Why I run

by Mallary Tenore Tarpley

Ran the Iron Girl half marathon in under two hours, which was my goal.

Running has always been a powerful release for me. It’s a good stress reliever, and it’s also a way for me to make progress. When I train for races, I set goals for myself so I can have something to work toward. With each run, I can feel myself getting stronger. I become more aware of my body — the aches, the soreness, the feeling of hunger.

Running helps me keep my eating on track. And it’s a way for me to simultaneously be alone, but with people. I’m someone who needs alone time. Maybe it’s because I grew up as an only child, or because I’m somewhat of an introvert. Alone time helps me recharge and gives me time to write, run or do other activities that make me happy. But the time I spend alone often leads to a feeling of loneliness. When I’m in my apartment by myself for too long, I feel like I’m 11 years old all over again. That same feeling I got when I would come home to an empty house after my mom died comes rushing back to me. For months after she passed away, I tried hiding from the reality that she had died, still hoping she would be there when I came home from school.

This feeling of loneliness and loss is strongest on Sundays. Sunday is supposed to be the day of rest. But I’ve always thought of it as the day of stress. It’s the day when I overwhelm myself thinking about the work week ahead. It’s the day when out-of-town visitors usually go back home and say their goodbyes. It’s the day that my mom died.

For as much as I try to make Sundays enjoyable — by going to church or spending time with people I care about, they still throw me off course. Most Sundays, I turn to food for comfort, as a way to numb the pain. But lately I’ve been trying to find alternatives. I’ve been spending more time with friends and my boyfriend, and I’ve started having weekly phone calls with a friend who knows that Sundays are difficult for me. She calls me every Sunday night on her way home from church to check in and catch up.

I’ve also been making more time for exercise on Sundays. When I run along the bay in St. Pete, I feel a sense of connection with the others who are out and about, and I start to feel less alone.  I see different crowds from the ones I see when I run on weekdays. The bow-legged man who nods his head and smiles whenever he passes, the two men who walk their fluffy black dog, and the girl who power walks with a constant look of determination are my favorites. For as often as I run by these people, I don’t even know their names. Still, there’s an understood sense of recognition, a comfort in knowing that for as much as things change, we’ve found an outlet for consistency.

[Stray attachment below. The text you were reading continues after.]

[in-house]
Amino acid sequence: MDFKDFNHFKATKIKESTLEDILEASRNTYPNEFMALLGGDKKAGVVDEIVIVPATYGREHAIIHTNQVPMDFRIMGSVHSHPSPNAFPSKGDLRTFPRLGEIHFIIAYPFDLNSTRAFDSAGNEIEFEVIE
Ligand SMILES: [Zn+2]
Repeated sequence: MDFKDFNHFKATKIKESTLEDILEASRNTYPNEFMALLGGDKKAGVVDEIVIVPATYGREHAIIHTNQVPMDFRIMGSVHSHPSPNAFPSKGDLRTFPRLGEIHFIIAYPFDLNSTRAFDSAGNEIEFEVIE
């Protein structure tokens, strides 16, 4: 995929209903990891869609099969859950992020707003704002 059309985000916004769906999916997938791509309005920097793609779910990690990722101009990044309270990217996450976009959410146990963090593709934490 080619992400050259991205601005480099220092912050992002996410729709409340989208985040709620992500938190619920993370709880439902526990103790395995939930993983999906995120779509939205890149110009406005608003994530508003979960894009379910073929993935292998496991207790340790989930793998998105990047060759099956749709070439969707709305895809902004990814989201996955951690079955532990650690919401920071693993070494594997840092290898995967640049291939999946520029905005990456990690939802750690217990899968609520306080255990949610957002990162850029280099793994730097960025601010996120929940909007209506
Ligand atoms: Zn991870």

I felt this sense of comfort when I ran the Iron Girl half marathon last Sunday. I had never met the women standing by me at the starting line. But we counted down the minutes to the race together and calmed our nerves by talking about how happy we were that the day we’d been training for had arrived.

After running the race, I spent the day with my boyfriend and ate all of my meals with him. This half-marathon experience was a lot different from last year’s, when I came home to an empty apartment and binged all night. This year, I felt full — not from food but from the fulfillment that comes from being with people we love.

I’ve heard non-runners say that people who like to run are running away from something. But I never looked at it that way. As a runner, I’m always running toward something — toward a goal, toward a stronger feeling of self respect. Years ago, that goal would have been to lose weight. Now, it’s to stay healthy. I run not just because it keeps me fit, but because it makes me feel better about myself and gives me a chance to enjoy my own company without feeling so alone. I know that exercise won’t always curb my loneliness on Sundays, but anything that helps some of the time is worth continuing. I got through last Sunday and this Sunday without turning to food for comfort. That’s only two good weeks out of many bad ones, but it’s progress.

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